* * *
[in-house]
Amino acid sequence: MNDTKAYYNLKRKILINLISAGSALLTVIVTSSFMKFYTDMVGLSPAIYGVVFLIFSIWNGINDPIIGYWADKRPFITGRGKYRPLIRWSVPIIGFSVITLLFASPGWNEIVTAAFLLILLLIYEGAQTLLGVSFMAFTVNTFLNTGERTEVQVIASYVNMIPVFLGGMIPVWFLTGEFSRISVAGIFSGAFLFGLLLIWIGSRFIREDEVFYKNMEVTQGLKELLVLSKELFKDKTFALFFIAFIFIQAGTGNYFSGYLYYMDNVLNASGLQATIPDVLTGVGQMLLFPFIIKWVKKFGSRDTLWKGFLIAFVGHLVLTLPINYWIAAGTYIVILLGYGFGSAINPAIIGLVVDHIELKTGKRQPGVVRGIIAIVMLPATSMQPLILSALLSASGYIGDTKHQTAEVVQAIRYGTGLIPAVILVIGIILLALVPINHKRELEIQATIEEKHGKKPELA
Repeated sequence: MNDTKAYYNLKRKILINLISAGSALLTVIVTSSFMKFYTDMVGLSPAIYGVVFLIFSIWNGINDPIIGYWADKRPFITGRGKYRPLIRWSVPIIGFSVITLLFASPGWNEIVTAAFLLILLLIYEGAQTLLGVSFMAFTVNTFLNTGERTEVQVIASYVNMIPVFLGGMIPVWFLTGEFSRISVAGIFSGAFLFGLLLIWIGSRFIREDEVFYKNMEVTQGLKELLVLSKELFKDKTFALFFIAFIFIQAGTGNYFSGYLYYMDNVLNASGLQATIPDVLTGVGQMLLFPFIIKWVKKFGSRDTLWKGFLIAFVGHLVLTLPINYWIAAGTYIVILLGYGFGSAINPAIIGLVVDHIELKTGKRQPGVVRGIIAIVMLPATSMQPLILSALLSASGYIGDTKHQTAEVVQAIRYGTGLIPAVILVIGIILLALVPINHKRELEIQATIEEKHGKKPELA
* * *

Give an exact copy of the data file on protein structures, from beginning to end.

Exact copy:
[in-house]
Amino acid sequence: MNDTKAYYNLKRKILINLISAGSALLTVIVTSSFMKFYTDMVGLSPAIYGVVFLIFSIWNGINDPIIGYWADKRPFITGRGKYRPLIRWSVPIIGFSVITLLFASPGWNEIVTAAFLLILLLIYEGAQTLLGVSFMAFTVNTFLNTGERTEVQVIASYVNMIPVFLGGMIPVWFLTGEFSRISVAGIFSGAFLFGLLLIWIGSRFIREDEVFYKNMEVTQGLKELLVLSKELFKDKTFALFFIAFIFIQAGTGNYFSGYLYYMDNVLNASGLQATIPDVLTGVGQMLLFPFIIKWVKKFGSRDTLWKGFLIAFVGHLVLTLPINYWIAAGTYIVILLGYGFGSAINPAIIGLVVDHIELKTGKRQPGVVRGIIAIVMLPATSMQPLILSALLSASGYIGDTKHQTAEVVQAIRYGTGLIPAVILVIGIILLALVPINHKRELEIQATIEEKHGKKPELA
Repeated sequence: MNDTKAYYNLKRKILINLISAGSALLTVIVTSSFMKFYTDMVGLSPAIYGVVFLIFSIWNGINDPIIGYWADKRPFITGRGKYRPLIRWSVPIIGFSVITLLFASPGWNEIVTAAFLLILLLIYEGAQTLLGVSFMAFTVNTFLNTGERTEVQVIASYVNMIPVFLGGMIPVWFLTGEFSRISVAGIFSGAFLFGLLLIWIGSRFIREDEVFYKNMEVTQGLKELLVLSKELFKDKTFALFFIAFIFIQAGTGNYFSGYLYYMDNVLNASGLQATIPDVLTGVGQMLLFPFIIKWVKKFGSRDTLWKGFLIAFVGHLVLTLPINYWIAAGTYIVILLGYGFGSAINPAIIGLVVDHIELKTGKRQPGVVRGIIAIVMLPATSMQPLILSALLSASGYIGDTKHQTAEVVQAIRYGTGLIPAVILVIGIILLALVPINHKRELEIQATIEEKHGKKPELA